For example:

Client tells me they want a cake for 20 people.

I tell them an 8" round cake will serve 15-20 or a 9"round serves around 25.  I let them pick which one they want.  If the choose the 8" round they get charged for 20 slices.  If they choose the 9" round they get charged for 25 slices even though they only need 20.

Apti Posted 9 Jan 2015 , 12:03am
post #15 of 17

A couple of year's ago, a fellow CC member, schwammrs, posted a fabulous tutorial on how to make paper/cardstock "pretend" slices of cake.   These are priceless to show a customer how large a slice actually is on a plate.

 

"templates for Sample Serving Sizes of Cake that you can simply print on paper or cardstock, cut out, fold, and tape or glue. The templates include 4 sizes:
1"x2"x4" (wedding size serving)
1.5"x2"x4" (party size serving)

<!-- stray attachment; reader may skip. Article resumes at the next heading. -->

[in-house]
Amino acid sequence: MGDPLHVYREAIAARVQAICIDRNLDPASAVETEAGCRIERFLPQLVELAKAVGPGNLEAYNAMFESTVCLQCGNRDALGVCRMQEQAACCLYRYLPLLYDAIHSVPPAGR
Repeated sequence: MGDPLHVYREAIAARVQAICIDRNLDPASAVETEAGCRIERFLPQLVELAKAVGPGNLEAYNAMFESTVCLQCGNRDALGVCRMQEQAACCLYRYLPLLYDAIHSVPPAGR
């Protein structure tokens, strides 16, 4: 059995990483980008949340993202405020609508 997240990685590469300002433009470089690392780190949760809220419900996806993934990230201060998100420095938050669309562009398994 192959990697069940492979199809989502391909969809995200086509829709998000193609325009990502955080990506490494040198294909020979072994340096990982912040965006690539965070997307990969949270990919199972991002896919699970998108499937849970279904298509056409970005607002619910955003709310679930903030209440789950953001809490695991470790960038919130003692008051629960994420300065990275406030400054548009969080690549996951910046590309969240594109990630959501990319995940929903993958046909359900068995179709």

2"x2"x2" (standard sheet cake serving)
2"x2"x4" (to show how large a piece that actually would be!)"

 

the template can be downloaded as a pdf from this web address:

http://www.mediafire.com/?d32aeq3vabk2bzz

 

Here is a link to the entire thread:

http://www.wilton.com/forums/messageview.cfm?catid=8&threadid=142470&FTVAR_MSGDBTABLE=

melmar02 Posted 9 Jan 2015 , 12:31am
post #16 of 17

Quote:

Originally Posted by Apti 
 

A couple of year's ago, a fellow CC member, schwammrs, posted a fabulous tutorial on how to make paper/cardstock "pretend" slices of cake.   These are priceless to show a customer how large a slice actually is on a plate.

 

"templates for Sample Serving Sizes of Cake that you can simply print on paper or cardstock, cut out, fold, and tape or glue. The templates include 4 sizes:
1"x2"x4" (wedding size serving)
1.5"x2"x4" (party size serving)
2"x2"x2" (standard sheet cake serving)
2"x2"x4" (to show how large a piece that actually would be!)"

 

the template can be downloaded as a pdf from this web address:

http://www.mediafire.com/?d32aeq3vabk2bzz

 

Here is a link to the entire thread:

http://www.wilton.com/forums/messageview.cfm?catid=8&threadid=142470&FTVAR_MSGDBTABLE=

 

Someone also cut a 1 inch piece off a 2 by 4 from the lumberyard and then marked where the filling would be as a visual. I think there is a photo in the templates gallery.